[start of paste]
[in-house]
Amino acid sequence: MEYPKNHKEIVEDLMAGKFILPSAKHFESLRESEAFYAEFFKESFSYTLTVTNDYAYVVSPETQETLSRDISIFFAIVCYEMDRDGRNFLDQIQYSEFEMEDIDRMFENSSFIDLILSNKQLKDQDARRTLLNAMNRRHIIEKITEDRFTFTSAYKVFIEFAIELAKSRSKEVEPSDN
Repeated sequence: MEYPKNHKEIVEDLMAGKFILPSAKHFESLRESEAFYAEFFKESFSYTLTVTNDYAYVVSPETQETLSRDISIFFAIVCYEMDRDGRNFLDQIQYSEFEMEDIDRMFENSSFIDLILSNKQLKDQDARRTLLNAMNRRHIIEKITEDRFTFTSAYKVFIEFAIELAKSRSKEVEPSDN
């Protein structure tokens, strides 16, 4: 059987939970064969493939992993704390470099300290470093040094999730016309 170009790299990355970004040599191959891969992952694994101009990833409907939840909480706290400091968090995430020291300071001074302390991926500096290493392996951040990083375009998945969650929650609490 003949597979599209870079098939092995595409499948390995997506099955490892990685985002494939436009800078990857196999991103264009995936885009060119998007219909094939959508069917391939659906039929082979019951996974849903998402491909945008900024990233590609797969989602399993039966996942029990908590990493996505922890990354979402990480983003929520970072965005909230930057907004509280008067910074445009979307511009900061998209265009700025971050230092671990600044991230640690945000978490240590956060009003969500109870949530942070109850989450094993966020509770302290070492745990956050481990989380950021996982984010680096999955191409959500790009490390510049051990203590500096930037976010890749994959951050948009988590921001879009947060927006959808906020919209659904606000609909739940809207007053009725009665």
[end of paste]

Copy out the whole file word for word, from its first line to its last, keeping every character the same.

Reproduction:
[in-house]
Amino acid sequence: MEYPKNHKEIVEDLMAGKFILPSAKHFESLRESEAFYAEFFKESFSYTLTVTNDYAYVVSPETQETLSRDISIFFAIVCYEMDRDGRNFLDQIQYSEFEMEDIDRMFENSSFIDLILSNKQLKDQDARRTLLNAMNRRHIIEKITEDRFTFTSAYKVFIEFAIELAKSRSKEVEPSDN
Repeated sequence: MEYPKNHKEIVEDLMAGKFILPSAKHFESLRESEAFYAEFFKESFSYTLTVTNDYAYVVSPETQETLSRDISIFFAIVCYEMDRDGRNFLDQIQYSEFEMEDIDRMFENSSFIDLILSNKQLKDQDARRTLLNAMNRRHIIEKITEDRFTFTSAYKVFIEFAIELAKSRSKEVEPSDN
């Protein structure tokens, strides 16, 4: 059987939970064969493939992993704390470099300290470093040094999730016309 170009790299990355970004040599191959891969992952694994101009990833409907939840909480706290400091968090995430020291300071001074302390991926500096290493392996951040990083375009998945969650929650609490 003949597979599209870079098939092995595409499948390995997506099955490892990685985002494939436009800078990857196999991103264009995936885009060119998007219909094939959508069917391939659906039929082979019951996974849903998402491909945008900024990233590609797969989602399993039966996942029990908590990493996505922890990354979402990480983003929520970072965005909230930057907004509280008067910074445009979307511009900061998209265009700025971050230092671990600044991230640690945000978490240590956060009003969500109870949530942070109850989450094993966020509770302290070492745990956050481990989380950021996982984010680096999955191409959500790009490390510049051990203590500096930037976010890749994959951050948009988590921001879009947060927006959808906020919209659904606000609909739940809207007053009725009665």